Some business models won’t survive post-pandemic – U.S. Fed

Agence France-Presse
Some business models won’t survive post-pandemic – U.S. Fed


United States Federal Reserve officials worry that 'even after social distancing requirements were eased, some business models may no longer be economically viable'

WASHINGTON, USA – Some types of businesses may not be able to survive in the post-pandemic world even after the American economy recovers from the coronavirus, the United States Federal Reserve said on Wednesday, May 20.

Defeating COVID-19 is the key factor in restoring the world’s largest economy, but some of the damage may persist especially if consumers remain reluctant to return to normal activities, Fed officials said in the minutes of the policy meeting held late last month.

Officials “expressed concerns that a large number of small businesses may not be able to endure a shock that had long-lasting financial effects.”

And they worried that “even after social distancing requirements were eased, some business models may no longer be economically viable,” especially if consumers decide to “avoid participating in particular forms of economic activity.”

With over 90,000 deaths from the virus and data showing more than 30 million jobs destroyed at least temporarily, the central bankers said the US economy will see an “unprecedented” decline in the 2nd quarter as the unemployment rate rises to the highest in the post-World War II period.

Fed Chair Jerome Powell said this week that gross domestic product could “easily” contract 20% to 30%, while unemployment could spike to 25%.

Restaurants, theaters, and sporting venues are particularly vulnerable since they count on packing in large crowds – exactly the kind of behavior many people will want to avoid especially if economic reopening leads to another flare-up in coronavirus cases.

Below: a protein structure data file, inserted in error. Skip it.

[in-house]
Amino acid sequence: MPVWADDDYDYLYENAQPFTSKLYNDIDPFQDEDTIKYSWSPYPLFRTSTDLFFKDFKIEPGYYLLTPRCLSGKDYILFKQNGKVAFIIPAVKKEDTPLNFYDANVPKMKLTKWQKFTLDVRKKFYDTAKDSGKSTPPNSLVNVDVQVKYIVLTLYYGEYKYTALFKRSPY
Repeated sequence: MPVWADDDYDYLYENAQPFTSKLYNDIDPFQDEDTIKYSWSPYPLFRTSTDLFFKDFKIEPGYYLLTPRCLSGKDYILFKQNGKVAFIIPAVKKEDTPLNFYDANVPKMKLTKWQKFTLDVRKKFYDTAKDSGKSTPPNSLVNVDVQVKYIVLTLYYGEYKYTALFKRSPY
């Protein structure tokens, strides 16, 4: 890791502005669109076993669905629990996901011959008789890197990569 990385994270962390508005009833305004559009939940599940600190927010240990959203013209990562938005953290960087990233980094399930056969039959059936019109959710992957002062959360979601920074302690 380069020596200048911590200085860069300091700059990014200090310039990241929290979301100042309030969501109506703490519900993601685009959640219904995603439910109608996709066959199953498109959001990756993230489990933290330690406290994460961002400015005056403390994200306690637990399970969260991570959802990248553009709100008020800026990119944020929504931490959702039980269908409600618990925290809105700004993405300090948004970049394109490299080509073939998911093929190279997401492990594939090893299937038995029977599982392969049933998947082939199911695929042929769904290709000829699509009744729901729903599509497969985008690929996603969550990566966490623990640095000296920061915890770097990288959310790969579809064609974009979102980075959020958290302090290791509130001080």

The Fed officials said “in addition to weighing heavily on economic activity in the near term, the economic effects of the pandemic created an extraordinary amount of uncertainty and considerable risks to economic activity in the medium term.”

They raised concerns that “temporary layoffs could become permanent,” and that “the possibility of secondary outbreaks of the virus may cause businesses for some time to be reluctant to engage in new projects, rehire workers, or make new capital expenditures,” according to the minutes of the April 28-29 meeting.

Programs rushed out by the Fed and Congress, including expanded unemployment insurance and the Paycheck Protection Program, which provides forgivable loans to small businesses, seemed to be cushioning the blow, “Participants acknowledged that even greater fiscal support may be necessary if the economic downturn persists.”

Congress approved $3 trillion in relief measures, but another $3-trillion package approved by the Democratic-led House of Representatives faces opposition from Republicans worried about the cost of the programs. –

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